Worried About Mom's Health? How to Talk to the Family About It

If you live a great distance from your parent’s home, you may only be able to visit them a time or two a year, at best, while a sibling in the same town as your parent sees them regularly. Therefore your perceptions of your parent’s health may differ. As the person coming in with fresh eyes, you may see signs that your siblings do not.

While difficult, it’s important to have a conversation with siblings and explain the signs that you see. No one would claim this conversation is easy to begin, even under optimal circumstances. It’s important for siblings to be open and honest with each other about their thoughts and concerns on their parent’s health and safety. Each sibling should try to understand the others’ points of view because the end goal is always the same: you want what’s best for your parents. However, making decisions and care plans is much easier when families are united in their beliefs about what’s best.

It’s an emotional conversation, but it’s important to point out facts and the changes you see. If you see physical, cognitive, habitual or sensory changes, I suggest discussing it with your siblings. If they see your loved ones daily, or on a regular basis, things like weight loss or grooming may not be as impactful for them until pointed out.

Siblings shouldn’t hide these conversations from their parents. In fact, mom and dad need to be a part of the dialogue. But it’s important to avoid emotionally-driven conversations about caregiving for your parents. A scheduled family meeting with a pre-approved agenda can help families gather their thoughts and concerns as well as offer solutions.

Frame the conversation so that your parent is in control and doesn’t feel interrogated or attacked. The most important question is: What are your long-term goals and how can we support them? Asking the right questions will give you a better sense of how your parent is handling day-to-day tasks, and give them an opportunity to identify areas where they may need more help.

For example:

  • "Can you walk me through your medications and tell me when you take them?"  This will help you understand what medications your parent is taking, if they are taking them as prescribed or if the medications are expired.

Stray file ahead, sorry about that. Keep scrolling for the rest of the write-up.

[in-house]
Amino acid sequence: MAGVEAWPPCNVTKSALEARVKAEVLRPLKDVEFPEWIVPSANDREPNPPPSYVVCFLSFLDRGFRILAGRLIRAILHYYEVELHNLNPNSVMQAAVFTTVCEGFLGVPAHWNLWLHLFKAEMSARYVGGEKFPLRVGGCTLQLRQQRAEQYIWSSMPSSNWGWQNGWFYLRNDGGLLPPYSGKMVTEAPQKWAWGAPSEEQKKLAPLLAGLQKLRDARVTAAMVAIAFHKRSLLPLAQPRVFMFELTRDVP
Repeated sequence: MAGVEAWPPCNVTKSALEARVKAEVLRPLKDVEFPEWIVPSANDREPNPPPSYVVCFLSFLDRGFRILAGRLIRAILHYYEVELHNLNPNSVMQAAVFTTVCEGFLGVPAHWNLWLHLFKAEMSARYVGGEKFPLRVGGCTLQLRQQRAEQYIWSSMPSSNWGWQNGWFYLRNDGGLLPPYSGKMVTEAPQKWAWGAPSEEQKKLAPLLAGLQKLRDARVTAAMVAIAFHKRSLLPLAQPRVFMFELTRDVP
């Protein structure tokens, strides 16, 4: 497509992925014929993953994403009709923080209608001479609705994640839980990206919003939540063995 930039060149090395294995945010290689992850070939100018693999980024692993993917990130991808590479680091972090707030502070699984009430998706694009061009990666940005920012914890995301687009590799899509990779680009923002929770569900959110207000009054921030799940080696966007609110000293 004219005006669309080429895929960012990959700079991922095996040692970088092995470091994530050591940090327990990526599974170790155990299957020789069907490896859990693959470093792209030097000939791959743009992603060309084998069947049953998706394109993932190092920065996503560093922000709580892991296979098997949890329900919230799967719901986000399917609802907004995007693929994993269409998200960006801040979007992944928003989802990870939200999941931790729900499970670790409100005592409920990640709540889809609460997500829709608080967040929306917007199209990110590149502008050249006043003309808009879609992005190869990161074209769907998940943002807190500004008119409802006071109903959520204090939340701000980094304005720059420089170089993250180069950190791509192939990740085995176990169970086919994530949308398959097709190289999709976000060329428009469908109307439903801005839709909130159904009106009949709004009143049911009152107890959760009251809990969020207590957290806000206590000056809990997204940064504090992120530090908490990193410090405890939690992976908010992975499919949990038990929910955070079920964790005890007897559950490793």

• "What do you usually eat for dinner?" This will help you get a sense of their diet and if they are able to prepare a meal for themselves.
  • "What do you typically do on a Saturday?" This will help you identify any changes in your parent’s social behavior.

Once you identify areas where your loved one may need more help, talk through solutions. Start each conversation with “I know you…” which empowers your loved one and recognizes their goals. End it with a solution to an issue they are struggling with.

For example:

  • “I know you want to stay in your house, and you said you’re having trouble keeping up with the housework. Let’s look into hiring a cleaning service to help with chores.”
  • “I know your goal is to stay healthy, but I am concerned about you taking your medication properly. I’ve researched some home health options that might make this easier on you.”
  • “I know you want to stay social, but you’ve been isolated in your house for months. Let’s tour senior living communities in the neighborhood to see if any feel like a good fit.”

If there is a lot of disagreement over appropriate next steps, it might be a good idea to invite a neutral third party to participate in these discussions. Counselors or advisors can offer an objective point of view.

Before heading home for your holiday visit, download Brookdale’s checklist of signs and tips for starting conversations about long-term goals and care. Sometimes there’s no avoiding difficult decisions, but when all the parties who are involved in the care of a parent are in agreement, it can make the hard decisions a little easier on the entire family.

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